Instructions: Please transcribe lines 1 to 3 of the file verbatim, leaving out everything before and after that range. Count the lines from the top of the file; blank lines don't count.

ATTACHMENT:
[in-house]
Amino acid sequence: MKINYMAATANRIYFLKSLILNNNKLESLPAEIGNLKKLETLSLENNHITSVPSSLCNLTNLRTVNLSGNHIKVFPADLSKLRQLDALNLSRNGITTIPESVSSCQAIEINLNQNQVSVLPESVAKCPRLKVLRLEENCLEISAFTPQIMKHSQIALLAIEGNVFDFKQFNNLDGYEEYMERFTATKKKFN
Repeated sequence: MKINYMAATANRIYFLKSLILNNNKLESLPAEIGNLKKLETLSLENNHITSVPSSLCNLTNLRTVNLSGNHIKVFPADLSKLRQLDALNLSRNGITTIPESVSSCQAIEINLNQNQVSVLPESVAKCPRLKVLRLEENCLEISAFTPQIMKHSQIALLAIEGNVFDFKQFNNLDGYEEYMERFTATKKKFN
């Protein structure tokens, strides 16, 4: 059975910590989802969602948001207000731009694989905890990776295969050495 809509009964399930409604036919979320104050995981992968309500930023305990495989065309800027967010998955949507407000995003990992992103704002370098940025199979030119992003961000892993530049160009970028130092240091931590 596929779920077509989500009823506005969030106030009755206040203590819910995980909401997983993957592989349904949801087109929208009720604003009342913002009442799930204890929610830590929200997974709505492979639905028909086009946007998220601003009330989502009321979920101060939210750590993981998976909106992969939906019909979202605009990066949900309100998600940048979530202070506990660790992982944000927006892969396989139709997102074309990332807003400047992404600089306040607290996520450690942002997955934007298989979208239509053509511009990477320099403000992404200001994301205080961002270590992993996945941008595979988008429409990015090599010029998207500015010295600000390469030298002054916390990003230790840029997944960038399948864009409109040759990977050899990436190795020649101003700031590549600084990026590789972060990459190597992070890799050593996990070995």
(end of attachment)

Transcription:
[in-house]
Amino acid sequence: MKINYMAATANRIYFLKSLILNNNKLESLPAEIGNLKKLETLSLENNHITSVPSSLCNLTNLRTVNLSGNHIKVFPADLSKLRQLDALNLSRNGITTIPESVSSCQAIEINLNQNQVSVLPESVAKCPRLKVLRLEENCLEISAFTPQIMKHSQIALLAIEGNVFDFKQFNNLDGYEEYMERFTATKKKFN
Repeated sequence: MKINYMAATANRIYFLKSLILNNNKLESLPAEIGNLKKLETLSLENNHITSVPSSLCNLTNLRTVNLSGNHIKVFPADLSKLRQLDALNLSRNGITTIPESVSSCQAIEINLNQNQVSVLPESVAKCPRLKVLRLEENCLEISAFTPQIMKHSQIALLAIEGNVFDFKQFNNLDGYEEYMERFTATKKKFN